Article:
Malacothrix saxatilis (Nutt.) Torrey & A. Gray var. tenuifolia
(Nutt.) A. Gray


Short-Leaved Cliff Aster
Asteraceae (Sunflower Family)


 

Cliff aster is a suffrutescent, sparsely-branched, glabrous to tomentose, herbaceous perennial, somewhat woody at the base, and with stems often growing at an angle from the root crown.  The basal and lower cauline leaves are lanceolate from 1" to 4" long, obtuse-tipped, coarse-toothed or pinnately cleft, and usually wither early.  The upper leaves are reduced and normally entire-margined.  The flowering heads are ligulate, that is, they contain only 5-lobed ligulate flowers.  The flowers are sparse, solitary, and white with a rose tint resulting from the stripes on the undersurface, and are about 1-1/4" in diameter.  There are 3-4 series of linear-lanceolate involucral bracts which have scarious margins.  The fruit is a minutely spiny, slightly ribbed achene. Cliff aster is a very abundant coastal sage scrub and chaparral plant, often found on trailsides, roadbanks and open, disturbed areas to 6000', blooming from March to September, but not uncommonly found in flower at any time of the year. There are several named variants, but only one south of Santa Barbara Co. and not restricted to the Channel Islands.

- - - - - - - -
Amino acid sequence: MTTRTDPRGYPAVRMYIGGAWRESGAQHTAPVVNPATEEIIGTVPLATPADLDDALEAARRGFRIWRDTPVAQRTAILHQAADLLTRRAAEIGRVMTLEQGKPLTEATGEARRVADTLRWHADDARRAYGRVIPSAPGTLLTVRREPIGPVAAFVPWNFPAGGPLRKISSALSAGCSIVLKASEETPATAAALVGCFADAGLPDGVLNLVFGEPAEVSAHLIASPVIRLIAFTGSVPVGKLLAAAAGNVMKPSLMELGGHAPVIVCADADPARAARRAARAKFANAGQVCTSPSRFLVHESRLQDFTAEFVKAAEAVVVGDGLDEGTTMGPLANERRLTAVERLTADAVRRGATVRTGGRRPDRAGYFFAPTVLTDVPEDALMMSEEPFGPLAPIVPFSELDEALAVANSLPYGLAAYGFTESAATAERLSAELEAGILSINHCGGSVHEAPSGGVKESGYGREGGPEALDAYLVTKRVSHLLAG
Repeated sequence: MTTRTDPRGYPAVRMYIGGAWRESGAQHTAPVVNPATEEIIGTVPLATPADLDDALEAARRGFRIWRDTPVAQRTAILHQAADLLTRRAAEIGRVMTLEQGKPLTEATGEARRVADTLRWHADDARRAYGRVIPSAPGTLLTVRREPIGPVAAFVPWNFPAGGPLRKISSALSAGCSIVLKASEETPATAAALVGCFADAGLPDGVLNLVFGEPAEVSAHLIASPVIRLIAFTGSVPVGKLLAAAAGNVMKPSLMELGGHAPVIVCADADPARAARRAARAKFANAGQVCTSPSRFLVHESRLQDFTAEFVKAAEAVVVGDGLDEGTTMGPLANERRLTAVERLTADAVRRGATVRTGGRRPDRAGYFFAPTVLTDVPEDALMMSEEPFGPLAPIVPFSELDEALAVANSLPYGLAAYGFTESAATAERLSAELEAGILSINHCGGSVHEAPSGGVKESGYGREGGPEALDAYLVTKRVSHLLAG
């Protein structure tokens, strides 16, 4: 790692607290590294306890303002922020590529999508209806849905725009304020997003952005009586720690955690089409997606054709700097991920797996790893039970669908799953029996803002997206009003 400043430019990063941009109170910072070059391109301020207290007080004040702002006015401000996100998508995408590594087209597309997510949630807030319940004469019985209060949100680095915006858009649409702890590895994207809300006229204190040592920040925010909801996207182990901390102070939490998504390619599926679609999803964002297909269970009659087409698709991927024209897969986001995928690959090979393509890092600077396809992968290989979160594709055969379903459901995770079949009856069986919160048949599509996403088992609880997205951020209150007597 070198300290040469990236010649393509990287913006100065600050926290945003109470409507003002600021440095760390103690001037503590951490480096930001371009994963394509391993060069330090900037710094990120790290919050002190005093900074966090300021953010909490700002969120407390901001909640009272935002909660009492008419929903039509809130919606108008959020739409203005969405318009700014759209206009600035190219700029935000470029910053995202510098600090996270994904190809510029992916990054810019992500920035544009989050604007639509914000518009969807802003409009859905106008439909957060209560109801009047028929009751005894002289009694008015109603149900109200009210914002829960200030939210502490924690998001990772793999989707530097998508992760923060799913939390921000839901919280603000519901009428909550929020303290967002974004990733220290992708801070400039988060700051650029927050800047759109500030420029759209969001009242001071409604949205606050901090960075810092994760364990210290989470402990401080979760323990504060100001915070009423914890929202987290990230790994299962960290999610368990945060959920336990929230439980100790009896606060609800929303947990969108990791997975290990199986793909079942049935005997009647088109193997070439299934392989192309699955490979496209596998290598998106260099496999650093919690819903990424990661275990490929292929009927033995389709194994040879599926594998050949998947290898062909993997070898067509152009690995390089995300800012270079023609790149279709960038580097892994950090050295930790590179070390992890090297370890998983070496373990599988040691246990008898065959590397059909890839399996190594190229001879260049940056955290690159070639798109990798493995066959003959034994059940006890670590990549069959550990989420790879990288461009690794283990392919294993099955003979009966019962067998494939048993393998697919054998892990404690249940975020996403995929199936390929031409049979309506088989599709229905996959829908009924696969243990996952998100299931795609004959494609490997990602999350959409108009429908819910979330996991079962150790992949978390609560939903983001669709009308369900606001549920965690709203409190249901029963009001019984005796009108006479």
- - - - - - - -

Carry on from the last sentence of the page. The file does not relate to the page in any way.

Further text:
Click here for Latin name derivations: 1) Malacothrix 2) saxatilis 3) tenuifolia.
Pronunciation: ma-la-KO-thrix sax-AT-il-is ten-yoo-i-FO-lee-a.
Click here for Botanical Term Meanings.

 








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